Where do I fit in?
Non-Family Members in the Family Business
As you may know, Revela is a family business. Our founder, Wayne Nielsen, started this business (among other companies) so that it would be around for his grandchildren’s grandchildren. We’re a smaller family business, but we do business across the United States. Family businesses come in all sizes. We work with a few in different industries: banking, manufacturing and distributing, transportation, and other business services.
Family business owners often contemplate who will take over the business when they retire. Revela is now owned by Wayne’s daughter, Andrea Fredrickson. Actually, many owners consider their family members as first options. Leadership teams may consist of spouses, siblings, children, cousins, etc. All the same people that sit around the table at Thanksgiving dinner. But as a non-family member in a family business, sometimes you have to wonder… Where do I fit in?
Sometimes in family businesses, there are non-family employees who feel family members are entitled. They believe that no matter their skill set, those family members will always trump other employees. They watch as family members get promotion after promotion; and all the while, they’re sitting and stewing about it. They’re telling their peers. And then they begin keeping score.
This vicious cycle is a hard one to stop. But as a non-family member in a family business, I’m here to tell you, it doesn’t have to be that way. I’ve worked in a family business for eight years. And I have seen the involvement of each and every family member. But that doesn’t mean that I can’t take ownership of this business too. That doesn’t mean that I can’t believe in the cause.
We partner with some very successful family businesses, and within those are some very successful people. Non-family members who have worked hard demonstrated their values and showcased their skills. Non-family members who believe in the cause. And those non-family members are absolutely indispensable.
Not only do those individuals bring valuable skillsets to the table, but they also bring outside perspectives. They cause owners to think outside the box. They challenge people. And they bring about change.
So if you’re like me, a non-family member in a family business, here are some things to keep in mind:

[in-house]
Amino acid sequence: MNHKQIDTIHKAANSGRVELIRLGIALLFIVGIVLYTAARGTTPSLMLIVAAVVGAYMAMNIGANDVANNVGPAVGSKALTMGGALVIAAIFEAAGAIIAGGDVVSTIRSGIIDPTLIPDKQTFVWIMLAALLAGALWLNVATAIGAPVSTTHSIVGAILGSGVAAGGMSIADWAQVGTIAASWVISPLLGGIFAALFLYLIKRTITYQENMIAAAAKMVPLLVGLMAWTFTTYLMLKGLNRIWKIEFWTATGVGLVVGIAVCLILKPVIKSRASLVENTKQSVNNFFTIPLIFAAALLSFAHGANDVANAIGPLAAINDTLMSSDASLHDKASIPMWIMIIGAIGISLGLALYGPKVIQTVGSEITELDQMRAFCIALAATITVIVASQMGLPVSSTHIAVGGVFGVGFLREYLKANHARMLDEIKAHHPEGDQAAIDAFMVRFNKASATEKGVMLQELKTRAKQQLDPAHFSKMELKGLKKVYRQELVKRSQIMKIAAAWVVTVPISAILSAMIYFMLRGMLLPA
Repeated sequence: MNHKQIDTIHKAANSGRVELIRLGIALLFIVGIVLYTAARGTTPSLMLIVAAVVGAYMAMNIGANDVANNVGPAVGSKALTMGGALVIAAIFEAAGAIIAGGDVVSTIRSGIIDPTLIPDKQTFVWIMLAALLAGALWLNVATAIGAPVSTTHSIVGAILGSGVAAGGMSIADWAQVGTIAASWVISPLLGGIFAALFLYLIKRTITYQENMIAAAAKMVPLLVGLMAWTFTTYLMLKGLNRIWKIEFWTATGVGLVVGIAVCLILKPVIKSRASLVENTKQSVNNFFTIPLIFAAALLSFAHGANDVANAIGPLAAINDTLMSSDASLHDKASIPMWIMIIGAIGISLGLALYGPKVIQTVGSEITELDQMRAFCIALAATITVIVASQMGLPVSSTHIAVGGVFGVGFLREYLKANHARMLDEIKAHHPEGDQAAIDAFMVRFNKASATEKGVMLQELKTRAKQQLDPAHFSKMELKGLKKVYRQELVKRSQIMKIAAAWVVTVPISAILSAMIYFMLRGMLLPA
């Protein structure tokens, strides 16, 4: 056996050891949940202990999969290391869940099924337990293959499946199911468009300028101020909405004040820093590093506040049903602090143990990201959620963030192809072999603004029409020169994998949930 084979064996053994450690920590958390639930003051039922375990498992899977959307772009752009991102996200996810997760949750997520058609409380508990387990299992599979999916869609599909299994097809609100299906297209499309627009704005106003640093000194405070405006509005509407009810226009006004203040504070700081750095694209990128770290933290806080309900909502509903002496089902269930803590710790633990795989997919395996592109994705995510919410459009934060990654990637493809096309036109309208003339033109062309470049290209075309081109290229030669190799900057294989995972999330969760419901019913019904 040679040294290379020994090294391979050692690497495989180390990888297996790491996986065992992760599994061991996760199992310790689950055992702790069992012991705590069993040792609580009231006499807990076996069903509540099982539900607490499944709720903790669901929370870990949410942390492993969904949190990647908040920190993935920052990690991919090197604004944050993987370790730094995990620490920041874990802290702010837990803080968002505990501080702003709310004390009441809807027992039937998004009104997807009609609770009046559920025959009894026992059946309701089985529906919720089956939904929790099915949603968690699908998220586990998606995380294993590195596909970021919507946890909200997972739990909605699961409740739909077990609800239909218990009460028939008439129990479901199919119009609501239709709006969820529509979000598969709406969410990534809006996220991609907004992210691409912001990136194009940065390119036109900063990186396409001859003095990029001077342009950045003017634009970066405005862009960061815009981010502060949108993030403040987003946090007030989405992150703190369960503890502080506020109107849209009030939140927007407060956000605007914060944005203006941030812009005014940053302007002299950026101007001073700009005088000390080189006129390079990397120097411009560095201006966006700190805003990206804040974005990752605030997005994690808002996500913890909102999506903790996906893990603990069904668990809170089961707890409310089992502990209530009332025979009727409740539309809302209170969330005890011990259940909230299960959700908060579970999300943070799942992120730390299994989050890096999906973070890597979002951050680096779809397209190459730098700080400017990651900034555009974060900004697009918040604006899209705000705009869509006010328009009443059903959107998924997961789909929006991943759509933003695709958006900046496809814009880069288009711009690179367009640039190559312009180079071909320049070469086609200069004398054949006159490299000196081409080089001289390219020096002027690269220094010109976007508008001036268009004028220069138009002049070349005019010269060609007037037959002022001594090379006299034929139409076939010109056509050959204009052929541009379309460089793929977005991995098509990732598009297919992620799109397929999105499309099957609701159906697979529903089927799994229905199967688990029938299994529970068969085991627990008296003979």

- Get on board or get out. Yes, I meant that. If you don’t hold the same values as the company, maybe it’s not the right fit for you. If you don’t believe in the mission and vision, how can you support it? Regardless of who owns the business, you need to make sure you are there for all the right reasons; otherwise, you’ll never take ownership of your work. And you’ll never believe in the cause.
- Put the family drama aside. Okay, so you don’t get an invitation to Thanksgiving dinner. Big deal. Stop labeling family members as “entitled” or “privileged.” If that’s what you believe, you’re only going to continue keeping score.
- EMBRACE It. That’s right. Be happy that your boss doesn’t know about the argument you had with your spouse last night. Embrace the fact that you are different. Take it and run with it. Bring different perspectives to the table. You can bring valuable suggestions and ideas with your outside experience.
- Show them what you’re made of. The way successful people make themselves indispensable inside a family business is no different than the way they do it in any other business. Instead of stewing that the owner’s daughter got another promotion, why not focus on building your own skills? Set a goal for yourself, then work to achieve it. Trust me, it won’t go unnoticed.
- Figure out where you want to go…and get there. What skills do you bring to the table? What do you enjoy doing? What makes you unique? Ask for a meeting with your manager to discuss your future in the company. Figure out a plan. Define the skills you need to learn. List the experiences you need to have. Many employees just assume their managers know what they want, but if you don’t have the conversation, how could they know? Take it upon yourself to start your own career development. Don’t wait for someone else to do it for you.
Yes, you can believe that family members will always trump you. You can believe they are entitled. But you don’t have to. In reality, they want to prove themselves just as bad as you do. They want to show why they deserve to be there. And they bring valuable skills to the table…just like you.
So if you’re a non-family member in a family business, instead of stewing about not being a part of the family, why don’t you start figuring out…Where do you fit in?
Looking for more on family businesses? Check out this article!